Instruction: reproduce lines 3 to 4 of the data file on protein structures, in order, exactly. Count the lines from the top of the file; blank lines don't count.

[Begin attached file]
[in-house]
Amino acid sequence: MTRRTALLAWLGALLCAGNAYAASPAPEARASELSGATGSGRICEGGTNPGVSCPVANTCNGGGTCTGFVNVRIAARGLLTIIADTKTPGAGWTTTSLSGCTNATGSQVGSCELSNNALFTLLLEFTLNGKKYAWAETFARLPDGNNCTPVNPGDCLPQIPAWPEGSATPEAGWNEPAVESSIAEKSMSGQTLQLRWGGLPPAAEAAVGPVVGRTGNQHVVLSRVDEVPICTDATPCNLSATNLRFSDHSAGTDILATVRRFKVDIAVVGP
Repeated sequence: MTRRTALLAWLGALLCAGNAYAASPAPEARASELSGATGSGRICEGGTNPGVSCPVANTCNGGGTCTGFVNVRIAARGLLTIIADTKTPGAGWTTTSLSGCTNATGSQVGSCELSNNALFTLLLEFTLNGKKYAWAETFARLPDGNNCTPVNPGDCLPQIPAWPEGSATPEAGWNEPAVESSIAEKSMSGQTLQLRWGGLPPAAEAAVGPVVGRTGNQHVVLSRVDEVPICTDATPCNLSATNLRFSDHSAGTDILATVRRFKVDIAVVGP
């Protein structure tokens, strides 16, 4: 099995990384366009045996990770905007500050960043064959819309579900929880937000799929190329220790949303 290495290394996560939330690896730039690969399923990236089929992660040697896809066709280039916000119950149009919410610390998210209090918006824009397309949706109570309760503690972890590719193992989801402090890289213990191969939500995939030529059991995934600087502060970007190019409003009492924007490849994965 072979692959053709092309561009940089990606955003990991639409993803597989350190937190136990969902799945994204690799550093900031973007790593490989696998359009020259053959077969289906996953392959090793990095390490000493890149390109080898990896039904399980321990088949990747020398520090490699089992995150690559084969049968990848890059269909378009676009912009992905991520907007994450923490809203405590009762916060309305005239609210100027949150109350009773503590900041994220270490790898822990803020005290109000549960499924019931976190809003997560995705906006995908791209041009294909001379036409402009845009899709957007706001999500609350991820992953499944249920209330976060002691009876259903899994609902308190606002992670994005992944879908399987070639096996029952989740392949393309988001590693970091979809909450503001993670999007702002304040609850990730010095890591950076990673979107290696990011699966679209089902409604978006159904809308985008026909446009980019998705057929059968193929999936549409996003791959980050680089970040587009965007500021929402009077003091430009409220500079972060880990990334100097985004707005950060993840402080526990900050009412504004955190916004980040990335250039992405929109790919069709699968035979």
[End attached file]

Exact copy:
Repeated sequence: MTRRTALLAWLGALLCAGNAYAASPAPEARASELSGATGSGRICEGGTNPGVSCPVANTCNGGGTCTGFVNVRIAARGLLTIIADTKTPGAGWTTTSLSGCTNATGSQVGSCELSNNALFTLLLEFTLNGKKYAWAETFARLPDGNNCTPVNPGDCLPQIPAWPEGSATPEAGWNEPAVESSIAEKSMSGQTLQLRWGGLPPAAEAAVGPVVGRTGNQHVVLSRVDEVPICTDATPCNLSATNLRFSDHSAGTDILATVRRFKVDIAVVGP
């Protein structure tokens, strides 16, 4: 099995990384366009045996990770905007500050960043064959819309579900929880937000799929190329220790949303 290495290394996560939330690896730039690969399923990236089929992660040697896809066709280039916000119950149009919410610390998210209090918006824009397309949706109570309760503690972890590719193992989801402090890289213990191969939500995939030529059991995934600087502060970007190019409003009492924007490849994965 072979692959053709092309561009940089990606955003990991639409993803597989350190937190136990969902799945994204690799550093900031973007790593490989696998359009020259053959077969289906996953392959090793990095390490000493890149390109080898990896039904399980321990088949990747020398520090490699089992995150690559084969049968990848890059269909378009676009912009992905991520907007994450923490809203405590009762916060309305005239609210100027949150109350009773503590900041994220270490790898822990803020005290109000549960499924019931976190809003997560995705906006995908791209041009294909001379036409402009845009899709957007706001999500609350991820992953499944249920209330976060002691009876259903899994609902308190606002992670994005992944879908399987070639096996029952989740392949393309988001590693970091979809909450503001993670999007702002304040609850990730010095890591950076990673979107290696990011699966679209089902409604978006159904809308985008026909446009980019998705057929059968193929999936549409996003791959980050680089970040587009965007500021929402009077003091430009409220500079972060880990990334100097985004707005950060993840402080526990900050009412504004955190916004980040990335250039992405929109790919069709699968035979």